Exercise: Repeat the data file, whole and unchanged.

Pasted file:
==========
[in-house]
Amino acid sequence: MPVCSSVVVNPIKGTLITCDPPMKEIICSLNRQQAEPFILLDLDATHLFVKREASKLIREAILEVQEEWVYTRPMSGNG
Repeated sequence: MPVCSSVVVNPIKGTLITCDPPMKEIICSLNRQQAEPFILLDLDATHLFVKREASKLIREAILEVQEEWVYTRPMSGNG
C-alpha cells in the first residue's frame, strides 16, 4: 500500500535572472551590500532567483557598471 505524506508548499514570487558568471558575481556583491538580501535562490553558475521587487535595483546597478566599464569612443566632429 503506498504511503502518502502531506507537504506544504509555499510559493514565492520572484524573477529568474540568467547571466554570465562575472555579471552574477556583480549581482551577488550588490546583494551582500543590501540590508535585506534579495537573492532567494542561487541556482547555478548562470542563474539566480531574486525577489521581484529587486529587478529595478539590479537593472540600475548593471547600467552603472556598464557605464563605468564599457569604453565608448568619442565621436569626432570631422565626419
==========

[in-house]
Amino acid sequence: MPVCSSVVVNPIKGTLITCDPPMKEIICSLNRQQAEPFILLDLDATHLFVKREASKLIREAILEVQEEWVYTRPMSGNG
Repeated sequence: MPVCSSVVVNPIKGTLITCDPPMKEIICSLNRQQAEPFILLDLDATHLFVKREASKLIREAILEVQEEWVYTRPMSGNG
C-alpha cells in the first residue's frame, strides 16, 4: 500500500535572472551590500532567483557598471 505524506508548499514570487558568471558575481556583491538580501535562490553558475521587487535595483546597478566599464569612443566632429 503506498504511503502518502502531506507537504506544504509555499510559493514565492520572484524573477529568474540568467547571466554570465562575472555579471552574477556583480549581482551577488550588490546583494551582500543590501540590508535585506534579495537573492532567494542561487541556482547555478548562470542563474539566480531574486525577489521581484529587486529587478529595478539590479537593472540600475548593471547600467552603472556598464557605464563605468564599457569604453565608448568619442565621436569626432570631422565626419